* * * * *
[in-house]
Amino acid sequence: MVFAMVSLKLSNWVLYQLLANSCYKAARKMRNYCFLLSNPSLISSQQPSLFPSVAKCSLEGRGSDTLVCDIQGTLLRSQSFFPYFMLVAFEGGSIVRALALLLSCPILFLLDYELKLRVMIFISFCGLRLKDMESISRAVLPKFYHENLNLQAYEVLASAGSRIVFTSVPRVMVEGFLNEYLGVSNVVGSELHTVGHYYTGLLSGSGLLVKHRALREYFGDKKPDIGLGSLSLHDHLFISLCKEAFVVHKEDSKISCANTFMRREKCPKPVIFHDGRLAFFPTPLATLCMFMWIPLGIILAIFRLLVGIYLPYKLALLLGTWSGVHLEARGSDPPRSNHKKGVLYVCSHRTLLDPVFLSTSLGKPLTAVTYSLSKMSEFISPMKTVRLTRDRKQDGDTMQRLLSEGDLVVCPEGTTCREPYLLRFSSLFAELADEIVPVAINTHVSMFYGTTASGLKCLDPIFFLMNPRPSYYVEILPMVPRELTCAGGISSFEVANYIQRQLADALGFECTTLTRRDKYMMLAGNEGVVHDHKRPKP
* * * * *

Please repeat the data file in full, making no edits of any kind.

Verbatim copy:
[in-house]
Amino acid sequence: MVFAMVSLKLSNWVLYQLLANSCYKAARKMRNYCFLLSNPSLISSQQPSLFPSVAKCSLEGRGSDTLVCDIQGTLLRSQSFFPYFMLVAFEGGSIVRALALLLSCPILFLLDYELKLRVMIFISFCGLRLKDMESISRAVLPKFYHENLNLQAYEVLASAGSRIVFTSVPRVMVEGFLNEYLGVSNVVGSELHTVGHYYTGLLSGSGLLVKHRALREYFGDKKPDIGLGSLSLHDHLFISLCKEAFVVHKEDSKISCANTFMRREKCPKPVIFHDGRLAFFPTPLATLCMFMWIPLGIILAIFRLLVGIYLPYKLALLLGTWSGVHLEARGSDPPRSNHKKGVLYVCSHRTLLDPVFLSTSLGKPLTAVTYSLSKMSEFISPMKTVRLTRDRKQDGDTMQRLLSEGDLVVCPEGTTCREPYLLRFSSLFAELADEIVPVAINTHVSMFYGTTASGLKCLDPIFFLMNPRPSYYVEILPMVPRELTCAGGISSFEVANYIQRQLADALGFECTTLTRRDKYMMLAGNEGVVHDHKRPKP